• 5. Entailment Society wrote:

    People get FREE Schooling and FREE transportation (paid for by the hard working tax payers).

    When there is no transportation the city reimburses people for the cost of getting their children to school (?)

    Why can’ we just tell the folks getting everything for free, to find and pay their own way for a few days.

  • 6. chaim wrote:

    unions can yes be great … though someone please explain how can the unions demand something from city #1) when drivers do NOT get paid and do NOT work for the city … and #2) city is saying according to law city can NOT include what they want being contracts are bids

  • 8. Reply to 1 & 2 wrote:

    NYC DOE OPT School Bus Bids FAQs

    Why would the bus drivers’ unions strike?

    Last month, the City decided to solicit new bids on some of its busing contracts to help reduce costs – which have grown to $1.1 billion for yellow bus service. The drivers want job guarantees, known as Employee Protection Provisions, to be included in the new contract bids – something the City is not legally allowed to do. When the City put pre-kindergarten bus contracts out to bid, the Court of Appeals ruled that the Employee Protection Provisions could not be included under circumstances, which are essentially the same as those today. Still, the union is threatening to strike over provisions that the City cannot meet.

    Why go out for bids now?

    These busing contracts have not been put out for significant competitive bidding in 33 years. Since then, the cost of yellow bus service has skyrocketed to $1.1 billion a year, or $6,900 per bused student.

    As some of our contracts will expire at the end of this school year, the City has decided to solicit new bids for those contracts to secure the best responsible price for this service. Last Year, the City bid out contracts for pre-k bus service and saved $95 million over five years.

    The union claims the Employee Protection Provisions ensures that bus drivers meet safety standards. Is this true?

    This is not true. The bids we issued maintain the central requirements all bus drivers to meet the same safety standards they do now. No other school district in the state or country has an Employee Protection Provision. The following requirements are a part of the current contracts and will remain in the new ones:

    A Social Security card, and if not a United States citizen, a Green Card or Resident Card.

    A New York State commercial driver’s license (CDL) with CDL “S” (school bus) endorsement and “P” (passenger) endorsement.

    A letter from the bus company, on company letterhead, requesting certification.

    Three letters of reference (from individuals, organizations and/or agencies not related by blood or marriage to the driver) that attest to his or her character and work record.

    19-A final qualification letter (result of DMV fingerprint process).

    13 county criminal history check letter dated within 60 days.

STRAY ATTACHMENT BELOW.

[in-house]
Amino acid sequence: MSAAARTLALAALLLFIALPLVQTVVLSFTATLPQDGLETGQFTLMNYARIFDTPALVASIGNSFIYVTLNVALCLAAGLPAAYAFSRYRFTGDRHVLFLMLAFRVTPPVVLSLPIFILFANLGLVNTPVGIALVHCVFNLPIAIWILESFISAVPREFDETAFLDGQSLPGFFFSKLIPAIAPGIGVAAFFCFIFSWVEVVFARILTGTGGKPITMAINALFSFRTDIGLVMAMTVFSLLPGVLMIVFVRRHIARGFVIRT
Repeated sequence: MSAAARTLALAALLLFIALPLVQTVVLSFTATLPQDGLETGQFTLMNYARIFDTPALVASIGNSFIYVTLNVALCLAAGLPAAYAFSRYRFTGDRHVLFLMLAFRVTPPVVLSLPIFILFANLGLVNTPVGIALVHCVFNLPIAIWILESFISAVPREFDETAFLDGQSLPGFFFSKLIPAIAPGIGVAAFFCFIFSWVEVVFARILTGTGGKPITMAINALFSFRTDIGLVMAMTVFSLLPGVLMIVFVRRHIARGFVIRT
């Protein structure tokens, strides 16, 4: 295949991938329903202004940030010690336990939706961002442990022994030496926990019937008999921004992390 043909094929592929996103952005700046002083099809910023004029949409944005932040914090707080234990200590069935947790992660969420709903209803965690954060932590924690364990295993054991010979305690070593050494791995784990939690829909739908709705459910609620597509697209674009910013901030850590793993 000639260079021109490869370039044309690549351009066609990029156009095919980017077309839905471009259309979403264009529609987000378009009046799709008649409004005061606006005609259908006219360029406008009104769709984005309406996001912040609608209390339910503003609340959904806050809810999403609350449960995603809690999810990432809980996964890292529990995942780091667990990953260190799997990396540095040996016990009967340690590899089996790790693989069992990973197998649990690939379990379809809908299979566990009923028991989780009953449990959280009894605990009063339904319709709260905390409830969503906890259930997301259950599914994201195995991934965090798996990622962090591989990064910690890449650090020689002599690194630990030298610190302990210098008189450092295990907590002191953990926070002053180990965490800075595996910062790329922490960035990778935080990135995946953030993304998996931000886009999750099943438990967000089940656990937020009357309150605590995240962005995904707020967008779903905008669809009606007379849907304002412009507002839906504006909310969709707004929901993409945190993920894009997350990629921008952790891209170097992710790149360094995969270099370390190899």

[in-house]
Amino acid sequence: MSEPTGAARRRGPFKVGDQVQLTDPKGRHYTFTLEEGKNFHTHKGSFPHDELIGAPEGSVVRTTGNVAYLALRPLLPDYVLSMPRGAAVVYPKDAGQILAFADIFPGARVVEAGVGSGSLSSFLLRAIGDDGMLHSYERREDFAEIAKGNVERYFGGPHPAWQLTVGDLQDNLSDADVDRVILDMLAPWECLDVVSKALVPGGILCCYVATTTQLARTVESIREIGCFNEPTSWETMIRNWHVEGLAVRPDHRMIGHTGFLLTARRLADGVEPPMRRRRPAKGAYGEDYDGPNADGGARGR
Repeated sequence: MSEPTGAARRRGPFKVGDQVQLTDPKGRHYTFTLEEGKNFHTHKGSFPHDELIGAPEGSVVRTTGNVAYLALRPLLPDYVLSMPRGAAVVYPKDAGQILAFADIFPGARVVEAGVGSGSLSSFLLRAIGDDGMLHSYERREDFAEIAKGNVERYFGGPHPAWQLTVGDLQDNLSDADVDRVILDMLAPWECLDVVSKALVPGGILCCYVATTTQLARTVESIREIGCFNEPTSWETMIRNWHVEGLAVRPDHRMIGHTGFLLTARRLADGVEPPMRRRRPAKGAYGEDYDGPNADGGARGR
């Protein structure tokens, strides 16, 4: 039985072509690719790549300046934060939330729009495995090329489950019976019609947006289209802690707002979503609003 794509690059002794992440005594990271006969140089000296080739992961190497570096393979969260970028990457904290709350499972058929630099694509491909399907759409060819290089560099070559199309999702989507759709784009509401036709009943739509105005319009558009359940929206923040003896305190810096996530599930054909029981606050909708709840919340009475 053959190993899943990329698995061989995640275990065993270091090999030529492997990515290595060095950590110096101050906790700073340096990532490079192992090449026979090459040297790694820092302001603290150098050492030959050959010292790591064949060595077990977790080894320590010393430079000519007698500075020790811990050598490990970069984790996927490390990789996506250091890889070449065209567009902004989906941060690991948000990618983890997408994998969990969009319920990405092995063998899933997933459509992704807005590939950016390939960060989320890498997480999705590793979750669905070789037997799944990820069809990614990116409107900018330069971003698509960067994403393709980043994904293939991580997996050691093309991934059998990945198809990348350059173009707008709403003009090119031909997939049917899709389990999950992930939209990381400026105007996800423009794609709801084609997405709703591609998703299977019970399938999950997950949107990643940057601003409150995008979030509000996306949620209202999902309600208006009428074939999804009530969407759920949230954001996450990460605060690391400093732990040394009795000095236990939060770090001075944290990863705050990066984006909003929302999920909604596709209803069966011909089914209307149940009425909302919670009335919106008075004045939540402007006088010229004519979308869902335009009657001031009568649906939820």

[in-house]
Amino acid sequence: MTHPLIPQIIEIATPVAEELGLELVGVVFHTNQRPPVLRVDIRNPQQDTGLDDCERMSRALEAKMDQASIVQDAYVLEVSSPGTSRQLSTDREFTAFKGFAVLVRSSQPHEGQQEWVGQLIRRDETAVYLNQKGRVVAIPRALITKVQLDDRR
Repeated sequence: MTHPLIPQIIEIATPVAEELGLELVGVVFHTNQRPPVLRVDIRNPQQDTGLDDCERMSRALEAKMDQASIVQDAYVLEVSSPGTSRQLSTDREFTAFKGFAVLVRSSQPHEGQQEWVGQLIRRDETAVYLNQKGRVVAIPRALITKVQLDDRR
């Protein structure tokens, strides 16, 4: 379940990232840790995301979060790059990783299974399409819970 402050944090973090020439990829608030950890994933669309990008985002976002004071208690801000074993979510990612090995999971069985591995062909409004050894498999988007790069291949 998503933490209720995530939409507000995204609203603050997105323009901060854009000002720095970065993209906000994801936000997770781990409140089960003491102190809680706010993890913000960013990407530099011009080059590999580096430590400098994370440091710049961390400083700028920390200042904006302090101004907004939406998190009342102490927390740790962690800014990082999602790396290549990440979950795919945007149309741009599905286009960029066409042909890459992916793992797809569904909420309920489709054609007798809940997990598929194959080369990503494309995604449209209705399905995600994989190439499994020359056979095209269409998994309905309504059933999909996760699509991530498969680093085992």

Physical performance test dated within 60 days. This exam is given once every two years.

    Medical examination and Purified Protein Derivative Tuberculosis Skin Test (PPD) dated within 90 days. If PPD is positive the results of a chest x-ray are required.

    Clean drug test results dated within 60 days.

    Abstract of official vehicle operating record from NYSDMV—19A Active-School Qualified. If not, driver should provide an add-on to roster letter from the Department of Motor Vehicles (DS-870).

    Pre-service training certificate—completion of five hour course provided through an OPT-certified training location

    Spring/fall refresher certificate—two hour required refresher course provided through an OPT-certified training location. Drivers must attend a yearly refresher course

    Complete OPT application signed by bus company representative. Driver will be certified under this company.

    Has the City tried to avoid a possible strike?

    Unfortunately, there are no legal remedies the City can pursue to block a strike. Last year, the union, Local 1181 of the Amalgamated Transit Union, threatened to strike when we issued the Pre-K bid solicitation, and we asked the National Labor Relations Board to take action to block a strike. Regrettably, the NLRB denied our request.

    How many bus routes does the DOE have?

    The DOE has 7,700 bus routes that serve more than 152,000 students, 54,000 of whom have disabilities and require special transportation services.

    Of those total routes, the City put 1,100 out to bid last month. Those routes serve 22,500 students with disabilities who require special transportation in grades Kindergarten to 12.

    How many students would be affected by the strike?
    A system-wide strike would impact all 152,000 students who receive yellow bus services.

    How much of the school budget goes to cover the cost of busing?

    New York City pays more for yellow bus service than any other large urban district in the country. It costs $1.1 billion to bus 152,000 students – a per student cost of $6,900. Los Angeles – second only to New York City in size – pays $3,124 per student